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Maya controversy and Mount Ararat

27 December 2011

At www.examiner.com/road-trip-travel-in-atlanta/has-an-1100-year-old-mayan-… … in this instance, Georgia in SE North America, on the opposite of the Caribbean to the Maya peoples of Yucatan and Belize, etc. The airing of this story has revealed a deep seated controversy with academics on one side, seeing the mound builders, and related structures, as purely an indigenous North American development – after all, mounds occur in many prehistoric cultures, especially in the old world, and do not necessarily involve migration (of people or ideas). On the other side are a hotchpotch of enthusiastic amateurs willing to see Maya connections in every strange ediface they happen to chance upon – this time, in the mountains of Georgia. The comments that follow the piece show that some academics even dispute if the Maya, and other advanced cultures in Mexico, could sail a boat across the Caribbean Sea – or any kind of sea going boat. I wonder how the islands of the Caribbean became populated?

At www.artdaily.org/index.asp?int_sec=2&int_new=52602 we learn about some interesting finds by archaeologists on Mount Ararat. One site, consisting of some kind of very large wooden structure, appears to date all the way back to the transition of the Pleistocene from the Holocene, C14 dated objects panning out between 13,100 and 9,600BC, even earlier than Gobekli Tepe, somewhat to the south and overlooking Haran. This structure, whatever it was, seems to have been visited on numerous occasions later on during the Holocene, certainly during the Chalcolithic era (5800-3000BC) and the Bronze Age (3000-1200BC). It is mostly buried beneath tons of stones and ice – and most of it remains unexplored. The small part that has been investigated is some 5m deep with what looks like stairs that descend through what looks like a multi storied structure – the biggest surprise. Not only that but the carpentry is sophisticated, with the use of mortice and tenon jointing. People are getting excited over this discovery, as well as evidence of humans in a nearby cave – also covered in soil, stones and ice. The fill has produced evidence of flax fibres, cord, scraps of fabric, bone tools and wooden objects, all dating back to the very earliest phase of the Holocene – or possibly somewhat earlier.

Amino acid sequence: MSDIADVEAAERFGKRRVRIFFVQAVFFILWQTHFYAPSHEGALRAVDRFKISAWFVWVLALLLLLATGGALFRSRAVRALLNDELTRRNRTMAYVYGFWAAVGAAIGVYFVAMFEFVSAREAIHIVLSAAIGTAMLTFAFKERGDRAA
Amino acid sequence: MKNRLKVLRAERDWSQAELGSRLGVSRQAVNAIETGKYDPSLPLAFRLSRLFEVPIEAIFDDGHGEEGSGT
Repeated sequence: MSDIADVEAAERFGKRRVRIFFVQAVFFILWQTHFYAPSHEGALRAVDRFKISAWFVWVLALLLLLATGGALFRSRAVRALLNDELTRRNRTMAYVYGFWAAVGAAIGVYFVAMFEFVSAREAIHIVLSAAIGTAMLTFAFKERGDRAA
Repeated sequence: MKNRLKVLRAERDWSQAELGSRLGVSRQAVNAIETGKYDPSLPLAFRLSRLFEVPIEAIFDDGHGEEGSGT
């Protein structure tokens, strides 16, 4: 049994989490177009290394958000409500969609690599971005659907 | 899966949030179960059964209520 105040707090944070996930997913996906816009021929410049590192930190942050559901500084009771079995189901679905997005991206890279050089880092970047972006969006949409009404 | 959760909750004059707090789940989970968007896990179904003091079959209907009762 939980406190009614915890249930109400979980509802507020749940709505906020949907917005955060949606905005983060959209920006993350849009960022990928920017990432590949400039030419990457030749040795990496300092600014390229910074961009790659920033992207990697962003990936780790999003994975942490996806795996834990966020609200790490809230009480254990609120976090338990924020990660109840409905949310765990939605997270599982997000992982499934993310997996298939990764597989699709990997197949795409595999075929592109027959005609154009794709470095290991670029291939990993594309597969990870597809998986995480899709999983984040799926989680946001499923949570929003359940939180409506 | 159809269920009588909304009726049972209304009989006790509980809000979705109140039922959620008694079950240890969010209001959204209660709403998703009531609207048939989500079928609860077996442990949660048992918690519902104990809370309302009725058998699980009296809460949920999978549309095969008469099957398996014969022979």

At http://popular-archaeology.com/issue/december-2011/article/rare-cuneifor… … a kerfuffle of sorts has been raised by the discovery in one of Malta's temples, currently being re-excavated, of a crescent moon shaped piece of agate (stone) featuring a cuneiform inscription from much further to the east, from Nippur in Sumeria to be exact, and dated by cuneiform specialists to the 13th century BC (the latter stage of the Late Bronze Age). It has been translated as a dedication to the god Sin, with origins in a temple in Nippur, a site of pilgrimage with a scribal school. How did it end up on the island of Malta at the wrong end of the Mediterranean, yet alone the wrong side of the Near East. I suppose it could be conjectured it was brought there by the 'sea peoples' in the 12th century – but they only got as far east as the Levant. It still had to cross from southern Babylonia to Syria, possibly as a result of looting by Aramean tribesmen at the end of the Late Bronze era.  The Mycenaeans were also active in the general central Mediterranean zone – at least, during LHIIIB and LHIIIC – so it might have been an oject of trade. However, there is another intriguing connection – with the Phoenicians of the 8th and 7th centuries, hundreds of years later (but that depends on what the true depth of the Greek Dark Age may have been, and plenty of revisions of chronology exist that would narrow the angle considerably). The key is in the fact the temples of Malta have an origin in the Neolithic era – much too early. However, the sanctuary was re-used by the Phoenicians, usage that continued all the way into the Roman era. The piece of agate, a gem stone, could have survived for a long time after it left Nippur, falling into the hands of a Phoenician trader who found his way to Malta  and offered it as a gift to some god, otherwise unknown.   

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